Last night saw the launch of a brand-new black history audio tour of Ladywood at the Roundhouse in Birmingham. The free audio tour, ‘My Voice, My Path, Our History’ has been co-written and researched by five young women of colour who worked with producers at We Don’t Settle and Roundhouse Birmingham, with mentoring from Black Heritage Walks Network at the start of the project.
The launch saw project Activators, members of the local community and friends and family come together to celebrate the new tour, which takes in places of interest around Ladywood as well as iconic black-owned businesses like Granny’s OG and Mellow’s.
The stories covered in the tour range from nearly 200 years ago to the modern day and include clips from an interview with poet, activist and local legend Benjamin Zephaniah, as well as tour stops about actor and comedian Sir Lenny Henry and jazz musician Andy Hamilton MBE.
Tia Hortin is one of the project Activators who has worked on researching and creating the tour. She said; “I’m so excited for people to actually see it now, it’s been a long journey so to see the final product, to listen to it and know that our work means something and is going to endure has been so amazing.
“From the very start, all the Activators said we wanted to make sure that community voices were heard and the unheard voices were heard. So to have it there now, and it doesn’t have that inaccessibility of money or space, you don’t have to go to London to dig through an archive, collating it all together has been one of the most important things.”
This project is the latest outcome of We Don’t Settle and Roundhouse Birmingham’s partnership, which has also produced the ‘Birmingham by Night’ exhibition and ‘Herstory of Birmingham’ Zine. The two organisations have been working together to empower young People of Colour from Birmingham and the Black Country to change the voice of heritage through the arts, research, and governance.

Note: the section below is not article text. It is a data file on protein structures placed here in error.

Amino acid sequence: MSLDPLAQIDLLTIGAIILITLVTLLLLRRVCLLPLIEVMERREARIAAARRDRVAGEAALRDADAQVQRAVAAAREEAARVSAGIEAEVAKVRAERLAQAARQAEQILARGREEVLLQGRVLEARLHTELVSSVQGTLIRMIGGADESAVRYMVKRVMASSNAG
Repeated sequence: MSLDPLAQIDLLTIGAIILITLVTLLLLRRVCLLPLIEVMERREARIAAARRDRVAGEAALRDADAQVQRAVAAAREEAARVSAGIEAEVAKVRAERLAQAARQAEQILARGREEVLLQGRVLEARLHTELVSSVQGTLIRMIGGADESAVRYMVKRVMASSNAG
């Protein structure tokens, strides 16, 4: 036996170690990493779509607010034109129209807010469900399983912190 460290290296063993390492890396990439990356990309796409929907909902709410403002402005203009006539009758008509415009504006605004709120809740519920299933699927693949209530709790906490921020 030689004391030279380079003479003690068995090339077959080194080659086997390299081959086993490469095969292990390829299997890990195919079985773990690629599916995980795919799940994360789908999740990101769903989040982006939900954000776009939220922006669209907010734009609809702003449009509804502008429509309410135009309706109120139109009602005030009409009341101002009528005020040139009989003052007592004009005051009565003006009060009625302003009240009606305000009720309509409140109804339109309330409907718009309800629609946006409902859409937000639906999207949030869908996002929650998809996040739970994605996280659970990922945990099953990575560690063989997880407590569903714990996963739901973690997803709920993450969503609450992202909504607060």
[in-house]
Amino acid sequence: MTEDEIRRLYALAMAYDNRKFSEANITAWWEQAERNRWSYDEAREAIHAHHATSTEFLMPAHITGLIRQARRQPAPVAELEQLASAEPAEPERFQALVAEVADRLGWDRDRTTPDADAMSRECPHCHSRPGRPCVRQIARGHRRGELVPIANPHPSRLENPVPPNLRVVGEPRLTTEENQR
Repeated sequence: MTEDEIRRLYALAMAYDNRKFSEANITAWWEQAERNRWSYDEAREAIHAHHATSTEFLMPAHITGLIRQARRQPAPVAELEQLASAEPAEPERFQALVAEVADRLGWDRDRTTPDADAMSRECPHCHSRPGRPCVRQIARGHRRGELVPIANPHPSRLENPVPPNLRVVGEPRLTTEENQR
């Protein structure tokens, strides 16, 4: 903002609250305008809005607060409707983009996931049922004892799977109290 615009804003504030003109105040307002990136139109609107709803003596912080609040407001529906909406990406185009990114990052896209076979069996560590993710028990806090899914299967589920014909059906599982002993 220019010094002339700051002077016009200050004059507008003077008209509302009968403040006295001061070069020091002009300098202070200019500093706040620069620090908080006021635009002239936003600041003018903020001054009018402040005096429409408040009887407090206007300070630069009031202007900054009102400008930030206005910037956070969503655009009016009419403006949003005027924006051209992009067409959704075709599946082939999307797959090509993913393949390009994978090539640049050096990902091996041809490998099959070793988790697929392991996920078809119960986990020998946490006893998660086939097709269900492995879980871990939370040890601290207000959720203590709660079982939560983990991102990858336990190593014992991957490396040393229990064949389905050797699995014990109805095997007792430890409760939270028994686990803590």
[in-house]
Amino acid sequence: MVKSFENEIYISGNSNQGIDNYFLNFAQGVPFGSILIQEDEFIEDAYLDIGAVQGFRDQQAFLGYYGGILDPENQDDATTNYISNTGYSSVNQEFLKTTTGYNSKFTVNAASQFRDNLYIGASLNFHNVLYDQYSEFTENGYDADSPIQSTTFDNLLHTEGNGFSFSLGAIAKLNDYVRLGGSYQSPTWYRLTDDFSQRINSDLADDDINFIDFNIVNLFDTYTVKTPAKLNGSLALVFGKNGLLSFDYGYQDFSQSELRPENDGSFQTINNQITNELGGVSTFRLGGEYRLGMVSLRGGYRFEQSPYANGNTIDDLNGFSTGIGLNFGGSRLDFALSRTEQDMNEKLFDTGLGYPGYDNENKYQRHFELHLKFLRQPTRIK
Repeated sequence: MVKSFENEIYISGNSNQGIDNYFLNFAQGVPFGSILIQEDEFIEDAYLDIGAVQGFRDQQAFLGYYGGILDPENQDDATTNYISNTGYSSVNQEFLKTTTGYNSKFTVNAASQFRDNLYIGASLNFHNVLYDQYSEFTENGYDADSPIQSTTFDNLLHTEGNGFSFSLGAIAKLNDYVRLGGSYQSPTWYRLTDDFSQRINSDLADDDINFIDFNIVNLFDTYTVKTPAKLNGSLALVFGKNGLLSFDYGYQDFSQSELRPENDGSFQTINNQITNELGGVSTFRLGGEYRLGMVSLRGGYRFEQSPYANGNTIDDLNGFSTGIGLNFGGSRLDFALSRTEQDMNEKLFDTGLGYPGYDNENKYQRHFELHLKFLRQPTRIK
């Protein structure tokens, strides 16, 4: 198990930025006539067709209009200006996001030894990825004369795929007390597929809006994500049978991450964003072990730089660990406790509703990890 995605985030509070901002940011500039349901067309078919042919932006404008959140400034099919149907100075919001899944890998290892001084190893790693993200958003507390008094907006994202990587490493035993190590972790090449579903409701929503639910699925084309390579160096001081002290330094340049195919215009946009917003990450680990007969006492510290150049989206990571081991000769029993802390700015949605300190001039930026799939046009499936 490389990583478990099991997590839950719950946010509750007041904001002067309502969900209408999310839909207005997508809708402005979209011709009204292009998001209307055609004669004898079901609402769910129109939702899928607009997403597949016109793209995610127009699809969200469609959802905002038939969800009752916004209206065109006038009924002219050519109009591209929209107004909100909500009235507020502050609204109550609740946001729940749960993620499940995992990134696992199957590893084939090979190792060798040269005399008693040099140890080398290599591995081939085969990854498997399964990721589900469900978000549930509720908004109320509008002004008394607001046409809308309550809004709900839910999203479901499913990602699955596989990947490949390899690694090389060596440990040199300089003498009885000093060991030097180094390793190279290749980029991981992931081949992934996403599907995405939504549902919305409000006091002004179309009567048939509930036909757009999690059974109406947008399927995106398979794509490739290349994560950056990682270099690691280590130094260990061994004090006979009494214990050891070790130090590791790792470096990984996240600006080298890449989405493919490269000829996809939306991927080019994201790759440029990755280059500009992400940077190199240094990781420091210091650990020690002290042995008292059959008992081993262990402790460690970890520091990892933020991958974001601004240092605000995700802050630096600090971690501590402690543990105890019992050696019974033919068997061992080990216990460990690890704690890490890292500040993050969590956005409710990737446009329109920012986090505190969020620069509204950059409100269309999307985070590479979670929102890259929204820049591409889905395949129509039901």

We Don’t Settle is an organisation with the vision to create a world where young people who are minoritised by society, systems and structures, feel empowered and encouraged not to settle for inequity. They are working to build communities, platform untold stories and to amplify unheard voices through arts, culture, and heritage.
Andreea Chelaru, General Manager at We Don’t Settle, said; “It is fantastic to see how the Activators, five amazing young People of Colour, contribute to changing the current narratives in the heritage sector by meaningfully highlighting the stories of Black communities. The passion, care, and work that have gone into creating the audio tour, show the immense value of co-creation with young people.”
Roundhouse Birmingham is an independent charity and heritage organisation created by the National Trust and Canal and River Trust to create a sustainable future for the building and connect the local community with heritage. They have worked in partnership with We Don’t Settle on multiple projects to engage young people with history and provide a platform for their voices.
Chris Maher, Experiences & Visitor Programming Manager at Roundhouse Birmingham, said; “The Activators have done an amazing job on this project. Last night’s launch event was the perfect way to recognise the work, research, and input from these young people, and to begin publicising this unique experience.
“Our group of young people have worked hard to produce a brilliant tour and are giving a voice to histories that have often been hidden.”
The tour is free for anyone to access through the Geotourist app and can be walked from the Roundhouse or listened to at home.
There is also a digital multimedia resource featuring interviews, videos, photography and more, enabling the public to learn more and dig deeper into these stories. This features an extended version of the story of the 6888, the full interview with Benjamin Zephaniah, and blogs about Henry Gunter and the underground black music scene in Birmingham.
Visit roundhousebirmingham.org.uk/myvoicemypath to access the audio tour and accompanying multimedia resources.
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